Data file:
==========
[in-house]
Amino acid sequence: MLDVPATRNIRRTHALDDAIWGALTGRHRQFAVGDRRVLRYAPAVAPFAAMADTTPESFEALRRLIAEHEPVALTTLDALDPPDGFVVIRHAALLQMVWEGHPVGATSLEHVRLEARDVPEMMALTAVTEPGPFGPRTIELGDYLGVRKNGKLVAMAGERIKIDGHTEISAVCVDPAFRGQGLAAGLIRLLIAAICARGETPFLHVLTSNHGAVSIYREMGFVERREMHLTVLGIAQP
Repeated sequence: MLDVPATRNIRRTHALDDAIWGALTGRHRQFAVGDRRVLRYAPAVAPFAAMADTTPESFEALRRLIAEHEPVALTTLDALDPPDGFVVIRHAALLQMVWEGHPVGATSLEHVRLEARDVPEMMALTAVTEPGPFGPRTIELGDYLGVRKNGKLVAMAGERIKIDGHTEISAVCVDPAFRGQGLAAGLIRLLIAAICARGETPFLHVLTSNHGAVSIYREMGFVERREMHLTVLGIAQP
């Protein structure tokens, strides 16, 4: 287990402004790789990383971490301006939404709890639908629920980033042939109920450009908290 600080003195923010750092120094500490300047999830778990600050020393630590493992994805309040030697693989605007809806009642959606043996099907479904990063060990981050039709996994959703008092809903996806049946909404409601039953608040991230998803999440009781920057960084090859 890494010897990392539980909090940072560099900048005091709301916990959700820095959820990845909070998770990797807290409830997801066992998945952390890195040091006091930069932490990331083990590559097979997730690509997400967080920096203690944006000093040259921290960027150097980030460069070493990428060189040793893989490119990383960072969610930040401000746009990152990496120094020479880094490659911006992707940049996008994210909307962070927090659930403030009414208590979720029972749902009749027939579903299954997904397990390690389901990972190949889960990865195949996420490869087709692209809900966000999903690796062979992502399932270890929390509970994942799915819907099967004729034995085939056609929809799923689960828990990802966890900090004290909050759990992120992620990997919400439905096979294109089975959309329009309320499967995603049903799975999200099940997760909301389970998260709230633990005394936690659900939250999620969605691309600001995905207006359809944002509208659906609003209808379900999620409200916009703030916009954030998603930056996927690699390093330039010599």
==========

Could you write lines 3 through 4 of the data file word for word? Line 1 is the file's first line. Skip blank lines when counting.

Repeated sequence: MLDVPATRNIRRTHALDDAIWGALTGRHRQFAVGDRRVLRYAPAVAPFAAMADTTPESFEALRRLIAEHEPVALTTLDALDPPDGFVVIRHAALLQMVWEGHPVGATSLEHVRLEARDVPEMMALTAVTEPGPFGPRTIELGDYLGVRKNGKLVAMAGERIKIDGHTEISAVCVDPAFRGQGLAAGLIRLLIAAICARGETPFLHVLTSNHGAVSIYREMGFVERREMHLTVLGIAQP
């Protein structure tokens, strides 16, 4: 287990402004790789990383971490301006939404709890639908629920980033042939109920450009908290 600080003195923010750092120094500490300047999830778990600050020393630590493992994805309040030697693989605007809806009642959606043996099907479904990063060990981050039709996994959703008092809903996806049946909404409601039953608040991230998803999440009781920057960084090859 890494010897990392539980909090940072560099900048005091709301916990959700820095959820990845909070998770990797807290409830997801066992998945952390890195040091006091930069932490990331083990590559097979997730690509997400967080920096203690944006000093040259921290960027150097980030460069070493990428060189040793893989490119990383960072969610930040401000746009990152990496120094020479880094490659911006992707940049996008994210909307962070927090659930403030009414208590979720029972749902009749027939579903299954997904397990390690389901990972190949889960990865195949996420490869087709692209809900966000999903690796062979992502399932270890929390509970994942799915819907099967004729034995085939056609929809799923689960828990990802966890900090004290909050759990992120992620990997919400439905096979294109089975959309329009309320499967995603049903799975999200099940997760909301389970998260709230633990005394936690659900939250999620969605691309600001995905207006359809944002509208659906609003209808379900999620409200916009703030916009954030998603930056996927690699390093330039010599």